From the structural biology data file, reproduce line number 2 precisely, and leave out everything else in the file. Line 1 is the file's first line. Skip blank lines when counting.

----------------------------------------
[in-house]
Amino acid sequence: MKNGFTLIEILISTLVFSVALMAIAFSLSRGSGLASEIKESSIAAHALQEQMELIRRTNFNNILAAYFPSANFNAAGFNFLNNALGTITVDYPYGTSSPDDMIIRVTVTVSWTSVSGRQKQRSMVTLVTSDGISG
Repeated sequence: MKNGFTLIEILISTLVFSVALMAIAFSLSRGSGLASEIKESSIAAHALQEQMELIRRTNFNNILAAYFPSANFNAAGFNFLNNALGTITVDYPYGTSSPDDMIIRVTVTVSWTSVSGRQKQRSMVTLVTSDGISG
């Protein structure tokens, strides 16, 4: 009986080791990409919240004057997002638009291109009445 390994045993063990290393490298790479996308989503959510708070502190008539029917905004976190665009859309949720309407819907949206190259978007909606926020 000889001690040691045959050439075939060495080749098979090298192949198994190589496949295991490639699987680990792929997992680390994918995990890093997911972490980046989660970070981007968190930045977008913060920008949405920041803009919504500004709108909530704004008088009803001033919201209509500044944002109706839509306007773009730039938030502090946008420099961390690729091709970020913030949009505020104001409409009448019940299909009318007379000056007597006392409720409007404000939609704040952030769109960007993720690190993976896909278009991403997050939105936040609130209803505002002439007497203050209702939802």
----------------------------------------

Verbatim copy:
Amino acid sequence: MKNGFTLIEILISTLVFSVALMAIAFSLSRGSGLASEIKESSIAAHALQEQMELIRRTNFNNILAAYFPSANFNAAGFNFLNNALGTITVDYPYGTSSPDDMIIRVTVTVSWTSVSGRQKQRSMVTLVTSDGISG